India gets strong messages from the China border

By Saroj Gautam
0 Comment(s)Print E-mail China.org.cn, December 30, 2017
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K.P. Sharma Oli [Xinhua]


An esoteric discourse has been created since the formation of the "Left Alliance" in Nepal, supposedly buoyed by strong backing from China. 

Both Indian and Western media outlets have left no stone unturned to establish it as a fact, projecting the landslide win of the Alliance in recent provincial and federal elections in Nepal as a "triumph of the north." 

The "Prime Minister-in-waiting" K.P. Sharma Oli's recent visit to the strategically important Nepal-China border region at Rasuwagadhi has fueled such assumptions.

Many think he chose this location to send a very strong message to New Delhi about his plans for a close relationship with China. 

The Rasuwagadhi visit provoked screams of horror in the Indian media. No sooner had the news emerged in Nepal than the Hindustan Times carried a headline describing it as "a strong message to New Delhi" and "an indication that the incoming government to be headed by Oli is likely to tilt towards Beijing and seek support for larger connectivity projects including roads and railways."

Indian editorials, long disapproving of the Oli-led CPN-UML and its stance towards so called "Madhesh issue" (plains areas close to India), seem to become quite defensive and subdued in the aftermath of the recent elections. 

There is strong expectation of Indian high handedness towards Nepal in the days to come, with the Left Alliance gaining a majority in the assemblies of six out of the seven provinces, along with a large federal parliament majority.

Oli's visit to Rasuwagadhi has also become a matter of discussion inside the country, because the next government's approach to a so-called "India-China balancing foreign policy" is yet to be clarified. 

According to Bishnu Sapkota, a prominent local analyst of political affairs, Oli's visit to Rasuwagadhi was symbolic, especially expressing gratitude that a pro-China stance had been helpful for the alliance to win the elections. 

He wrote: "Oli's visit to Rasuwagadhi while election results of proportion representation system were still coming was not just coincidental. It was a calculated symbolic statement about the foreign policy departure he is going to make."

Oli's visit was the highest official visit made to Rasuwagadhi since China declared it as an international border transit point. While observing the border area, the Nepalese leader reiterated his promise to build the Rasuwagadhi-Kathmandu-Lumbini railway, which India sees as a threat to its traditional position providing Nepal's only access to the sea. 

Oli is known for using strong rhetoric both in internal and external affairs. When he became the prime minister during an Indian trade blockade in 2015, he ordered petroleum to be imported from the Chinese side for the first time in Nepal's history and signed a historical Nepal-China Commerce and Transit Trade agreement during his China visit at that time. 

The agreement allows Nepal to use Chinese ports, breaking their past sole dependency on India. After signing the deal, Oli declared it the end of the era of Indian dominance in Nepal.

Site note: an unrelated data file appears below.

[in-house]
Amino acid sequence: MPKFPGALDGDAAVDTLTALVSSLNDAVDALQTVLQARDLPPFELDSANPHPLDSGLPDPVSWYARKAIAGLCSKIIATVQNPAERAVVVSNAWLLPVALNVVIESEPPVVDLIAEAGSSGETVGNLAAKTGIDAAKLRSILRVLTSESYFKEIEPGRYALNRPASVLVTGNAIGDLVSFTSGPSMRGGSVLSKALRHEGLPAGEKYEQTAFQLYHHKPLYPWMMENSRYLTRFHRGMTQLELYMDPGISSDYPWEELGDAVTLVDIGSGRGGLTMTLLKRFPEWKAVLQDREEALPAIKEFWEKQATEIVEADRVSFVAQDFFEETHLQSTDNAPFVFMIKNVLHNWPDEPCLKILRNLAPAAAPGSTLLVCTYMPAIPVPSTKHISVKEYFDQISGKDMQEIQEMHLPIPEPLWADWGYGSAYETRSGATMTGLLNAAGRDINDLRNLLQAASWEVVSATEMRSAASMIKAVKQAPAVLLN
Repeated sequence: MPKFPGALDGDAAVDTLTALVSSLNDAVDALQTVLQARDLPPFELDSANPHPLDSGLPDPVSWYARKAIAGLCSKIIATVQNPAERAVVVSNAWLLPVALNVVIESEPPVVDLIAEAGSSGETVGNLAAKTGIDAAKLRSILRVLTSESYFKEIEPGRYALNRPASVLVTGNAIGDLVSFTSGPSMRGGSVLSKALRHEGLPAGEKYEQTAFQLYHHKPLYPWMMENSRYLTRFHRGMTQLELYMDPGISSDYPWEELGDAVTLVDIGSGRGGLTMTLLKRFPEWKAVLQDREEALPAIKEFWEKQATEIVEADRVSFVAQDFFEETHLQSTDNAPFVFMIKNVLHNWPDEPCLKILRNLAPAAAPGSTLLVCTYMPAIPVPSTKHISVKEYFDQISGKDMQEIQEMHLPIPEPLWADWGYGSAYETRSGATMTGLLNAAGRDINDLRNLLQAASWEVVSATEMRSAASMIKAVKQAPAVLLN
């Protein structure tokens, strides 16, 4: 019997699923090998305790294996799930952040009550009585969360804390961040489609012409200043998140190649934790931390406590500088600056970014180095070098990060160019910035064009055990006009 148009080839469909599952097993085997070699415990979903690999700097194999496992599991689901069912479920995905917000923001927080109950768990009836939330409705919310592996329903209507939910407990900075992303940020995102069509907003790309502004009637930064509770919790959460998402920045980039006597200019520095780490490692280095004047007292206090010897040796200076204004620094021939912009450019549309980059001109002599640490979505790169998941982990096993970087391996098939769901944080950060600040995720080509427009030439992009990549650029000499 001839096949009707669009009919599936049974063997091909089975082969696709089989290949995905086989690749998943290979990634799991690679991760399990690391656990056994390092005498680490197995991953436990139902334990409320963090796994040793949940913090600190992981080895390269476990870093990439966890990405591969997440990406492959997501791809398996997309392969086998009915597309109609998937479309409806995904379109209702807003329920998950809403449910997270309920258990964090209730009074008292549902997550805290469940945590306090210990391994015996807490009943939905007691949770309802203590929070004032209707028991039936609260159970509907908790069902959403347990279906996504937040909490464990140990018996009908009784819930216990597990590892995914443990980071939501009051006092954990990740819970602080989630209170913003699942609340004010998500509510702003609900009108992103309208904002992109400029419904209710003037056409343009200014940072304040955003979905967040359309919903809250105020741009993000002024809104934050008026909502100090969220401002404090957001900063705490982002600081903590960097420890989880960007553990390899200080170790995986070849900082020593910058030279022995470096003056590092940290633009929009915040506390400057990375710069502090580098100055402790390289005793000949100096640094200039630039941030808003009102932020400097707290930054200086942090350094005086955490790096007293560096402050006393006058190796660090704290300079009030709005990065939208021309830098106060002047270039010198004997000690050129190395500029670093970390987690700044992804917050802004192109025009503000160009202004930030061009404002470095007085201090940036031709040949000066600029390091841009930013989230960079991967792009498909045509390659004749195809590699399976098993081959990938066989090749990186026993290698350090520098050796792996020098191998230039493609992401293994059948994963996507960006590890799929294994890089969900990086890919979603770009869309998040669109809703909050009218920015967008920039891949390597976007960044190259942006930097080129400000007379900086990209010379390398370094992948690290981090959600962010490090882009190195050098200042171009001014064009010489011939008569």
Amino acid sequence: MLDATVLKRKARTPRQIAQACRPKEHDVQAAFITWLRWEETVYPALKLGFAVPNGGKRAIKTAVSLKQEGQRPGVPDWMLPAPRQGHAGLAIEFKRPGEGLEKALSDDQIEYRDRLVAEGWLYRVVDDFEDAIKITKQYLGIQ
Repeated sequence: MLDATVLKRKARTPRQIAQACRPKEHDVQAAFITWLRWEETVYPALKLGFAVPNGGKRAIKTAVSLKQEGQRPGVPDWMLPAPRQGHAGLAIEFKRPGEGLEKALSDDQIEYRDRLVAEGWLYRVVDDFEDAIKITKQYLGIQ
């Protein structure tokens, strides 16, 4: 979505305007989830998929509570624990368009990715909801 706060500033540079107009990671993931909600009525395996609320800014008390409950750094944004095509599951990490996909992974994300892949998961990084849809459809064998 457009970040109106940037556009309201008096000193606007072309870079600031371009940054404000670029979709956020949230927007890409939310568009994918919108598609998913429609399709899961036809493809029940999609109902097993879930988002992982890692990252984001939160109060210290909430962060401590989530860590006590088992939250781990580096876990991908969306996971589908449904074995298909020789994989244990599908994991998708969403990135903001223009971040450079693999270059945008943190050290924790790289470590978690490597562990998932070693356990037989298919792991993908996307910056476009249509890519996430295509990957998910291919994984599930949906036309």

An expert of diplomacy and international relations, Hiranyalal Shrestha thinks Oli's visit to Rasuwagadhi was well planned because it is the place to which China is now giving considerable importance. 

"Rasuwagadhi is the border point through which China can enjoy better access to[South] Asia," he said.

Although the left alliance pledged a "balanced foreign policy" in its election manifesto, it seems Oli wants New Delhi to feel that the balance his government plans means adding some additional weight to the other side.

A handful of Nepal-based experts on Indian policies have become more pragmatic in their analyses after the recent election. Now, their interpretation is that India has "lost" Nepal to China because of New Delhi's own miscalculations and misdealing. 

Prior to Oli's visit to Rasuwagadhi, the Indian analyst on Nepal affairs Professor S.D. Muni had concluded that, "It would be a mistake to read the emergence of the Left Alliance as Nepal's preference for communism. 

"[Instead]Nepalese voters have clearly expressed their new nationalism which has three key components – the search for political stability and peace, the demand for fast and comprehensive development and assertion against India."

Professor Muni concluded that, though the victory of the Left Alliance is seen as bad news in New Delhi, the fact is that India has unwittingly contributed to the rise of both the Left Alliance and the new Nepalese nationalism with anti-India undertones. 

Some people in Nepal feel that the recent election has also paved the way for an early state visit from its northern neighbor.

A political analyst close to the Nepali Congress, Puranjan Acharya, boldly asserted that Chinese President Xi Jinping's "visit to Nepal is likely very soon, further adding to the jitters of Nepali Congress cadres after losing the political grip."

Oli is obviously keen to establish himself as a "trusted friend" of Beijing. His recent visit to Rasuwagadhi is his latest message to New Delhi that he is not going to accept any further Indian high-handedness in Nepal in term of politics, trade and supply.

Now, we can only wait to see what will happen.

Saroj Gautam writes on international relations and diplomacy from Kathmandu.


Opinion articles reflect the views of their authors only, not necessarily those of China.org.cn.


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